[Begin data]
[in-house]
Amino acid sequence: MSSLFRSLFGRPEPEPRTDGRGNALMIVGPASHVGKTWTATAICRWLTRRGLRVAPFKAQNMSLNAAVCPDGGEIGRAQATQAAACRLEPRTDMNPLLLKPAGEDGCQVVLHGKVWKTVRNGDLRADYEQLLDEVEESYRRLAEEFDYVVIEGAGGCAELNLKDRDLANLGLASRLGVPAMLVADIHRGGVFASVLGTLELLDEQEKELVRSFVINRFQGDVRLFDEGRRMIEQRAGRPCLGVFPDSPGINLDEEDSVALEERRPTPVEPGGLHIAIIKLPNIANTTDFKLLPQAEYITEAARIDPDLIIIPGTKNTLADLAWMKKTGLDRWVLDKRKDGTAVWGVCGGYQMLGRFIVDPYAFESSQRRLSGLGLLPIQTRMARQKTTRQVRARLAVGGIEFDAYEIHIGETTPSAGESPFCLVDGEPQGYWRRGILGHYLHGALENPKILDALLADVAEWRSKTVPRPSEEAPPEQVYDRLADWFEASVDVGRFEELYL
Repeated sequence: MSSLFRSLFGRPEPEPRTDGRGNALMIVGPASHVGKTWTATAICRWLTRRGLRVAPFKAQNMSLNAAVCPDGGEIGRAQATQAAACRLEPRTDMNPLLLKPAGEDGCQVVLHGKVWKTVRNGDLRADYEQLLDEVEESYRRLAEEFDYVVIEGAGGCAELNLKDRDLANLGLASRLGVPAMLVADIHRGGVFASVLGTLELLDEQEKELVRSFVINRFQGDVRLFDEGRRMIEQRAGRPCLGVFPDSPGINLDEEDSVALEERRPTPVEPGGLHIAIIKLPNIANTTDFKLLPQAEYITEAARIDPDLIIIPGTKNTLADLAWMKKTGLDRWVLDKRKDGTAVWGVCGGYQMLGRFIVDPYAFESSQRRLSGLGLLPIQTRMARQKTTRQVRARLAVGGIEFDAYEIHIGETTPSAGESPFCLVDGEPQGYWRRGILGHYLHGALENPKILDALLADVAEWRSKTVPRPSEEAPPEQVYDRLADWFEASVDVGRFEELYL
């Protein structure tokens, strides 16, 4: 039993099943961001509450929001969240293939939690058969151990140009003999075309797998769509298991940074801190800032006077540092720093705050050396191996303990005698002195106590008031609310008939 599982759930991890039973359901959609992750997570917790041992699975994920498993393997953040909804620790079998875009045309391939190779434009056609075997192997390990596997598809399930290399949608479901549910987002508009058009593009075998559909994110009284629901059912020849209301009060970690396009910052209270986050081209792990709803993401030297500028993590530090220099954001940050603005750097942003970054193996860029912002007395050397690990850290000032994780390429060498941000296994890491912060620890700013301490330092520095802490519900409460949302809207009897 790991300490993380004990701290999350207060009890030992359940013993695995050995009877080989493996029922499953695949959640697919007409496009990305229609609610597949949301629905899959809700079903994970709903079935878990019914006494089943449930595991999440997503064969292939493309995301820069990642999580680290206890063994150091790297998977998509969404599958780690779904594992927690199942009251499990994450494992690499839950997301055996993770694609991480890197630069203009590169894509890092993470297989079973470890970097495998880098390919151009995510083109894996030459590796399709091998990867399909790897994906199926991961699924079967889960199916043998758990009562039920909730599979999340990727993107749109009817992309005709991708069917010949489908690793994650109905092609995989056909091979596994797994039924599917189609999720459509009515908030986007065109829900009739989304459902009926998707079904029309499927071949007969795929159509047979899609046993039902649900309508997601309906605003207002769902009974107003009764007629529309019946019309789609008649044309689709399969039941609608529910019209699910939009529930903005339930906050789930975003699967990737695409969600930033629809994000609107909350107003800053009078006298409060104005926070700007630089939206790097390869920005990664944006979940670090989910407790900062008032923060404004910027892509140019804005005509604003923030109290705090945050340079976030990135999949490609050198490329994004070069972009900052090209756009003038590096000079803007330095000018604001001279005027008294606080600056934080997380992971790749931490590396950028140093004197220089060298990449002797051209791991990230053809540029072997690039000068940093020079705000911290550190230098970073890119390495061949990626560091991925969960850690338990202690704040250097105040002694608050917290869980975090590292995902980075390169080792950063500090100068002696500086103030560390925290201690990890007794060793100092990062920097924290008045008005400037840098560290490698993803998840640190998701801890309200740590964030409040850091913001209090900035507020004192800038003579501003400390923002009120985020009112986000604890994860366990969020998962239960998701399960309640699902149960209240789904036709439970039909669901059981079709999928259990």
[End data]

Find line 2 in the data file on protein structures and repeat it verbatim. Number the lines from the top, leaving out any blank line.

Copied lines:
Amino acid sequence: MSSLFRSLFGRPEPEPRTDGRGNALMIVGPASHVGKTWTATAICRWLTRRGLRVAPFKAQNMSLNAAVCPDGGEIGRAQATQAAACRLEPRTDMNPLLLKPAGEDGCQVVLHGKVWKTVRNGDLRADYEQLLDEVEESYRRLAEEFDYVVIEGAGGCAELNLKDRDLANLGLASRLGVPAMLVADIHRGGVFASVLGTLELLDEQEKELVRSFVINRFQGDVRLFDEGRRMIEQRAGRPCLGVFPDSPGINLDEEDSVALEERRPTPVEPGGLHIAIIKLPNIANTTDFKLLPQAEYITEAARIDPDLIIIPGTKNTLADLAWMKKTGLDRWVLDKRKDGTAVWGVCGGYQMLGRFIVDPYAFESSQRRLSGLGLLPIQTRMARQKTTRQVRARLAVGGIEFDAYEIHIGETTPSAGESPFCLVDGEPQGYWRRGILGHYLHGALENPKILDALLADVAEWRSKTVPRPSEEAPPEQVYDRLADWFEASVDVGRFEELYL